Ferry fires on the rise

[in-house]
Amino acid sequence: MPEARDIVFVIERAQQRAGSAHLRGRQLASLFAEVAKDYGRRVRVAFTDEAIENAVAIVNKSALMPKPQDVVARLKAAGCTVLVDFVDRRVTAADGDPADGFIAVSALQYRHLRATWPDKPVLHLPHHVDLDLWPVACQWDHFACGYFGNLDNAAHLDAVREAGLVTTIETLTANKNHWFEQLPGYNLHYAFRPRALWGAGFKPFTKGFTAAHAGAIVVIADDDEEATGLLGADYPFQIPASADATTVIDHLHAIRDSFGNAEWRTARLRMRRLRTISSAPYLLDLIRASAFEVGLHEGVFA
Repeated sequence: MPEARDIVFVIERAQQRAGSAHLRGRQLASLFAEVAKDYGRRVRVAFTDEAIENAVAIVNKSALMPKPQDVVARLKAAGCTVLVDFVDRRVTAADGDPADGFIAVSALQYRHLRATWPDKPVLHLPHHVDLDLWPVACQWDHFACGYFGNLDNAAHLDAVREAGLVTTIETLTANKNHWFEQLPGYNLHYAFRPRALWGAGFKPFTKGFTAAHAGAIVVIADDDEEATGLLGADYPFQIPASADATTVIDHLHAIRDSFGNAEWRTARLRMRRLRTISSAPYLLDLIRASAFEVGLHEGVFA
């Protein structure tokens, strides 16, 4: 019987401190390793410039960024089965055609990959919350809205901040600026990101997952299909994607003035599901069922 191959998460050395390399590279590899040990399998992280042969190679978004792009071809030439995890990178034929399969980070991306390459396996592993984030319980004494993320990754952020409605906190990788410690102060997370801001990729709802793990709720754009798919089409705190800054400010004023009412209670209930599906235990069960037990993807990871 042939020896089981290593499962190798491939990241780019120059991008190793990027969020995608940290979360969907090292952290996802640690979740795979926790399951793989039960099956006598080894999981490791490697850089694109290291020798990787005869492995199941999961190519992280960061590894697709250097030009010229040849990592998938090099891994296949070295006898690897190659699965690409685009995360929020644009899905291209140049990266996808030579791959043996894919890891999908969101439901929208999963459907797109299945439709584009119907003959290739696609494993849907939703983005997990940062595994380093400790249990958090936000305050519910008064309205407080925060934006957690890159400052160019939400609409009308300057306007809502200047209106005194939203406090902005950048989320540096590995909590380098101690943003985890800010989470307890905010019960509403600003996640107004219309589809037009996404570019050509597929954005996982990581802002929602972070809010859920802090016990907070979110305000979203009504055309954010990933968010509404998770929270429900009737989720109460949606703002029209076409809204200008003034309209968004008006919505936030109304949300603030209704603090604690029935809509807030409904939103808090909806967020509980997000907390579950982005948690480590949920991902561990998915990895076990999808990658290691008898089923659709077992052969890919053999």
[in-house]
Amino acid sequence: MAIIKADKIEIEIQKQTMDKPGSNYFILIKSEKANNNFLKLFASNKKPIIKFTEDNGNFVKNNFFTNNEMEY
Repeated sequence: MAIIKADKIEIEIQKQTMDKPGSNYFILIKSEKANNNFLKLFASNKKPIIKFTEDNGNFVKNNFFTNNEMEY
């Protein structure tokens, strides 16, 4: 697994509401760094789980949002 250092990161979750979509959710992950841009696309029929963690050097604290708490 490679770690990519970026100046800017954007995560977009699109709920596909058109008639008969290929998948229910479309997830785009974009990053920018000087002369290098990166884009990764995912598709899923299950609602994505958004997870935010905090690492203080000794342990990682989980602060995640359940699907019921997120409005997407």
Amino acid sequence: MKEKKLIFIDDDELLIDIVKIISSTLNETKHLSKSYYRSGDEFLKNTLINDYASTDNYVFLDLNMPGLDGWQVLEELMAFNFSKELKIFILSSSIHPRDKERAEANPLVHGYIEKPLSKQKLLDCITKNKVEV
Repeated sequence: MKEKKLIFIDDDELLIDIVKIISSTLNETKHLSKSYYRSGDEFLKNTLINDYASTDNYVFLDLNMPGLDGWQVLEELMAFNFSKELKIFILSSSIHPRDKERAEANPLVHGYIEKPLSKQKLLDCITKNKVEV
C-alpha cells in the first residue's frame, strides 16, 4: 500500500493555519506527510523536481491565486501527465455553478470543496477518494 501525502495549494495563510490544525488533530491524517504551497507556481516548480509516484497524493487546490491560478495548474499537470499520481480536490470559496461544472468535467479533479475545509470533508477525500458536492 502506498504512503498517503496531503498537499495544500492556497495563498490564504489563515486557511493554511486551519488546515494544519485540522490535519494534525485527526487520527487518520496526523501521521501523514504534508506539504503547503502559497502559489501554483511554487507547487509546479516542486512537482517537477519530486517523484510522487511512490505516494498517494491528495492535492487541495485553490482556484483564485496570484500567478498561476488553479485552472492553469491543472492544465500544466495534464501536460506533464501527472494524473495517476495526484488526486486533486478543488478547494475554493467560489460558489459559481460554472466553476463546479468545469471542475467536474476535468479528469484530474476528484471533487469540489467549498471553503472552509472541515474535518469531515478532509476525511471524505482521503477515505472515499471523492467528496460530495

A paper issued last week by the International Union of Marine Insurance (IUMI) examines the growing problem of fire on freight and ro-pax ferries. While the paper mainly focuses on ro-ro passenger vessels, similar concerns with fires exist also for car carriers. It is also worth noting that damage to the cargo on these vessels can be significant, although the fire itself may be contained. According to the report, the frequency of fires in the car/ro-ro passenger vessel segment is increasing and is currently at a level twice the frequency of fires on most other vessel types. While cargo on other vessels categories are specifically loaded and packaged for carriage by sea, cargo that is rolled off and on a vessel represents a significant roadside fire risk. Although the risk of fire is substantially lower when a car/lorry is in transit than in operation, the high number of negligible risks could add up to a significant risk. More than one per cent of vessels in the car/ro-ro passenger vessel segment experiences a fire every year. Compared with other causes, fires are often more severe when they occur, resulting in tragic loss of life and costly damage to vessels. Cargo fires are the most frequent type in this segment. Casualty data indicates that a very high percentage of ro-ro fires emanate from the vehicles themselves, specifically from trailer reefer units, cab fires and electrical and engine fires, rather from the cargo itself. IUMI strongly recommends that regulators, shippers and operators address the way vehicles presented for carriage can be made safe, thus effectively improving the inherent risk of carrying vehicles on ro-ro tonnage, specifically lorries. Undeclared or mis-declared cargo is considered another notable fire hazard on board. The electrical wiring of the vessel itself has also been identified as a source of fires. IUMI suggests that in particular for older ferries this could be an area for further consideration by regulators, operators and class to ensure up-to-date verification of proper wiring. While appropriate data may be found in some of the publications referenced by the report, there is no indication of which causes of fire are more recent which information would have been useful in identifying trends. Between five and seven years ago there was a problem with contaminated refrigerant gas being the cause of several containers exploding on container ships and in ports and it may be that there is some connection. Last November MSC97 instructed the Sub-Committee on Ship Systems and Equipment (SSE) to “review SOLAS chapter II-2 and associated codes to minimize the incidence and consequences of fires on ro-ro spaces and special category spaces of new and existing ro-ro passenger ships”, with a target completion year of 2019 and coming into effect in 2020.